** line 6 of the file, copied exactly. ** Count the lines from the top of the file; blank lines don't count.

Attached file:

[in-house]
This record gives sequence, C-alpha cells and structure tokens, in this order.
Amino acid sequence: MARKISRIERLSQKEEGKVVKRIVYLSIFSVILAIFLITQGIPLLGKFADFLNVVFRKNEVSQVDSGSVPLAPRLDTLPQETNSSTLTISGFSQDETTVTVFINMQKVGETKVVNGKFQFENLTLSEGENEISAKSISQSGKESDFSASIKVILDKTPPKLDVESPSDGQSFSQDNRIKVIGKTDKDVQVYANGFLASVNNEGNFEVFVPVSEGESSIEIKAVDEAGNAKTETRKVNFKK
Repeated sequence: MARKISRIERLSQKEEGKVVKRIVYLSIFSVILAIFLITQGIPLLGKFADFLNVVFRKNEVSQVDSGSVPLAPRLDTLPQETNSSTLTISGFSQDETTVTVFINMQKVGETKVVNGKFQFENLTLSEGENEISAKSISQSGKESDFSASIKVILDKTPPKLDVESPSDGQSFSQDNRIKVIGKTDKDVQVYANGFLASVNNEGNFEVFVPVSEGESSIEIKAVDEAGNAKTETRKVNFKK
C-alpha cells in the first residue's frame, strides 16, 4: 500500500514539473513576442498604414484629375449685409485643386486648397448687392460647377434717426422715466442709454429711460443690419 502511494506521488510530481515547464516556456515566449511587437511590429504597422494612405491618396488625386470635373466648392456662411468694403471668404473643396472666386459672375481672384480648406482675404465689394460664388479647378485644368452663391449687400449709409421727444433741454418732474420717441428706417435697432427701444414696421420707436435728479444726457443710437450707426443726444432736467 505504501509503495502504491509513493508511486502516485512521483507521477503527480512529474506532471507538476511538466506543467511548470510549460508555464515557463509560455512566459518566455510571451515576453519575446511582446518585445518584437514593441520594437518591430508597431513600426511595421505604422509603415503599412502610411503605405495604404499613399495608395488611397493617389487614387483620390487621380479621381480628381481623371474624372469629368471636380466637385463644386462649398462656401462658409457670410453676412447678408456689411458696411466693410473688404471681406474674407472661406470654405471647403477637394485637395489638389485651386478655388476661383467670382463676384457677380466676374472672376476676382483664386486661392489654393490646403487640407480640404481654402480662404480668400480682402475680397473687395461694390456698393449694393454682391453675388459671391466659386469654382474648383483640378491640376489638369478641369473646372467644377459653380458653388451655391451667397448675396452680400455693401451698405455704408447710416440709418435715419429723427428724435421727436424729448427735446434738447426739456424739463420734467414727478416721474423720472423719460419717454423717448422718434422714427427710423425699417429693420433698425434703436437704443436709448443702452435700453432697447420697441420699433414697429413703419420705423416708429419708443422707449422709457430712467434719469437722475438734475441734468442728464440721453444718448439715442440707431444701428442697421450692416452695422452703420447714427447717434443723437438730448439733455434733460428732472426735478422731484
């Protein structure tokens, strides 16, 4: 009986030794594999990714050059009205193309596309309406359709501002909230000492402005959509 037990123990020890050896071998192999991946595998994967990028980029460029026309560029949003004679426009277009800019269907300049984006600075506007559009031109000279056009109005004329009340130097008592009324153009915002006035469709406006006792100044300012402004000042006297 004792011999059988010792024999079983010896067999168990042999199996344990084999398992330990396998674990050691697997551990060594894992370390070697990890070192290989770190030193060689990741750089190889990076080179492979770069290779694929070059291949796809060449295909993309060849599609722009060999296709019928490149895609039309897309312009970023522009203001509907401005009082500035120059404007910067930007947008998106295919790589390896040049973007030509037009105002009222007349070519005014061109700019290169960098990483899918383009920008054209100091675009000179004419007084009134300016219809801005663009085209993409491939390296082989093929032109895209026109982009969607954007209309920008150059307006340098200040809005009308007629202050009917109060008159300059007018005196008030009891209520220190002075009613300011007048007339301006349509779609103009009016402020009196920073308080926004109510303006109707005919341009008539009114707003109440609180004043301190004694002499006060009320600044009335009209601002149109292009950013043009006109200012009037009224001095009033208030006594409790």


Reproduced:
């Protein structure tokens, strides 16, 4: 009986030794594999990714050059009205193309596309309406359709501002909230000492402005959509 037990123990020890050896071998192999991946595998994967990028980029460029026309560029949003004679426009277009800019269907300049984006600075506007559009031109000279056009109005004329009340130097008592009324153009915002006035469709406006006792100044300012402004000042006297 004792011999059988010792024999079983010896067999168990042999199996344990084999398992330990396998674990050691697997551990060594894992370390070697990890070192290989770190030193060689990741750089190889990076080179492979770069290779694929070059291949796809060449295909993309060849599609722009060999296709019928490149895609039309897309312009970023522009203001509907401005009082500035120059404007910067930007947008998106295919790589390896040049973007030509037009105002009222007349070519005014061109700019290169960098990483899918383009920008054209100091675009000179004419007084009134300016219809801005663009085209993409491939390296082989093929032109895209026109982009969607954007209309920008150059307006340098200040809005009308007629202050009917109060008159300059007018005196008030009891209520220190002075009613300011007048007339301006349509779609103009009016402020009196920073308080926004109510303006109707005919341009008539009114707003109440609180004043301190004694002499006060009320600044009335009209601002149109292009950013043009006109200012009037009224001095009033208030006594409790």